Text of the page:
Privacy is one of the few topics that Democrats and Republicans largely agree on. Their conclusion is that you shouldn’t have any.
That’s especially true when it comes to searches at US borders. The policies of both Democratic and Republican administrations over the last 15 years make this fact abundantly clear.
One of the first initiatives taken by the Democratic Obama administration was to adopt policies expanding the ability of border agents to seize and analyze the content of electronic devices. No arrest, warrant, or probable cause required – just “gimme.”
According to data from the Customs & Border Protection (CBP) agency, about 6,700 travelers were subject to electronic media border searches between October 2008 and May 2010. In 2015, CBP officials searched 8,500 such devices. In 2016, the last year of the Obama administration, the number of border searches of electronic devices soared to 19,000.
The Republican Trump administration doubled down on this practice. In fiscal year 2017, border officials inspected more than 30,000 electronic devices. In 2018, the number rose to more than 33,000; in 2019, nearly 41,000.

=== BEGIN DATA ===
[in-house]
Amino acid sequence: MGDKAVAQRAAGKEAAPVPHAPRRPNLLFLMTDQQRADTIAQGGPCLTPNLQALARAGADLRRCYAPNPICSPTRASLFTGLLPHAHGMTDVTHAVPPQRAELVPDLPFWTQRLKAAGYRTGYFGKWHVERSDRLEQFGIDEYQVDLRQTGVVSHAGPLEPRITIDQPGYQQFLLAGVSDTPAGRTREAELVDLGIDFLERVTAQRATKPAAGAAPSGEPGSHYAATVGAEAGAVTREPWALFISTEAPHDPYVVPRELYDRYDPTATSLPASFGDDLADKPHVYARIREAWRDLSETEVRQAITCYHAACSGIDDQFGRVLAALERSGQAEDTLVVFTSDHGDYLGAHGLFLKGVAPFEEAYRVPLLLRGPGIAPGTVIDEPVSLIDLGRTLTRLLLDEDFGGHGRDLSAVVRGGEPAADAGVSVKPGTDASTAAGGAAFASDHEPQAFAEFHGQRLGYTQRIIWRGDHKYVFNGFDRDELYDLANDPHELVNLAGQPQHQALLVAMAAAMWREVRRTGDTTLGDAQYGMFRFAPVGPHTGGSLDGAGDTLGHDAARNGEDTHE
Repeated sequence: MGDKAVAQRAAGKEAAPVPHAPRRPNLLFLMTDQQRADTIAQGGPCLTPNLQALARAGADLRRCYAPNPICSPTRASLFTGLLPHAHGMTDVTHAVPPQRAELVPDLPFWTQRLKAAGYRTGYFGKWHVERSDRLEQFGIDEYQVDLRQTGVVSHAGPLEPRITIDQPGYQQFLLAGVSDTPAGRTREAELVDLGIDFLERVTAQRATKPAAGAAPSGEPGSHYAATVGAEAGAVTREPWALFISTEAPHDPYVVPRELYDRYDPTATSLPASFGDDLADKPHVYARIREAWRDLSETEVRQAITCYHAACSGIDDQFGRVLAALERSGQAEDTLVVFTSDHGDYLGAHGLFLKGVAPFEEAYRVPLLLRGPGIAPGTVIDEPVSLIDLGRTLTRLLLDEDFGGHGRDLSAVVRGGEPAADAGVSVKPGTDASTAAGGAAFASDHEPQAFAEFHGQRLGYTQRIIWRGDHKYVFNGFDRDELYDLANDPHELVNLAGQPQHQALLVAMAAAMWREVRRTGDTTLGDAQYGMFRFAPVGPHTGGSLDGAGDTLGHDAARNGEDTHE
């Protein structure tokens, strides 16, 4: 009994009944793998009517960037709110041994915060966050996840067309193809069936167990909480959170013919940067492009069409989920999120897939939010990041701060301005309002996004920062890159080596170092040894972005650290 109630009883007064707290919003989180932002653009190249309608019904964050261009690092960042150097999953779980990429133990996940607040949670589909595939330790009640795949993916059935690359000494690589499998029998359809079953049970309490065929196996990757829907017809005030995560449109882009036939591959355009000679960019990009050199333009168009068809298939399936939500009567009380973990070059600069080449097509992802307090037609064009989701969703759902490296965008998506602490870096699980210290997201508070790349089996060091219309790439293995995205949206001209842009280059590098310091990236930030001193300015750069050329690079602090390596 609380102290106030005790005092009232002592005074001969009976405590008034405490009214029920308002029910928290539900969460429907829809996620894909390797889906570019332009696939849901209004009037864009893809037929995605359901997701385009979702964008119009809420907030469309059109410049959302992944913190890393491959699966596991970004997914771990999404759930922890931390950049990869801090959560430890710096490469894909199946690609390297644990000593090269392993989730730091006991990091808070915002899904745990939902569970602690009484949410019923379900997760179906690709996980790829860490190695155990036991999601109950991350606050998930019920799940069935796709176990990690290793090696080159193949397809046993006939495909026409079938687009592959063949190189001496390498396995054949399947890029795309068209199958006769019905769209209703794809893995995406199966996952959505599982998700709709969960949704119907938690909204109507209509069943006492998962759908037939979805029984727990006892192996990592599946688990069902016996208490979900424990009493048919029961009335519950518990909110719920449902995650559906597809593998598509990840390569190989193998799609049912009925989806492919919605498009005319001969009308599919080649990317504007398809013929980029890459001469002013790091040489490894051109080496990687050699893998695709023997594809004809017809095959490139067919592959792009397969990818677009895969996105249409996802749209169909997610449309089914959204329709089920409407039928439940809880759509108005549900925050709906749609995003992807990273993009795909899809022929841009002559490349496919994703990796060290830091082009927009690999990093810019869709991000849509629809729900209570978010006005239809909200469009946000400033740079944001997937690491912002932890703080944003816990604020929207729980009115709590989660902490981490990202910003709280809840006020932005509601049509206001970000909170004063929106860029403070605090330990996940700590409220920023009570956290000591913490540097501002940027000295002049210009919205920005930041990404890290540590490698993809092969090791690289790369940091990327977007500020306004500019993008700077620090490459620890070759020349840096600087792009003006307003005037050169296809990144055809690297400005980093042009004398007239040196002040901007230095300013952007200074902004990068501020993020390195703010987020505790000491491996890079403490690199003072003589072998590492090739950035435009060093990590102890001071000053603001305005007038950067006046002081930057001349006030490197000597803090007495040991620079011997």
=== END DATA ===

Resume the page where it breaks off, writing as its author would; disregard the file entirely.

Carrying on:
During his campaign for president, Joe Biden promised “privacy protections at the border.” But it hasn’t exactly worked that way. In 2021, the CBP conducted 37,450 searches of travelers’ electronic devices. In 2022, the number of searches soared to 45,499.
Border searches are conducted under the “border search exception” to the Fourth Amendment. Essentially, the border is effectively a constitution-free zone. In most legal challenges to this practice, federal courts have rubber-stamped these policies.
Here’s how it works, according to a client we’ll call John who was subjected to one of these searches. John, who has lived outside the United States for more than 30 years, acquired a second citizenship with our help and then gave up his US citizenship. In 2011, he applied for and was granted a 10-year multiple-entry visa to visit the United States for up to three months at a time.
John made his first trip back to the “land of the free” as a non-citizen shortly after receiving his visitor’s visa. But the reception he received wasn’t what he expected. When he presented his passport and visitor’s visa to a CBP official, he was diverted into “secondary inspection.” This is a higher level of review than is normally required before allowing a person cross a US border.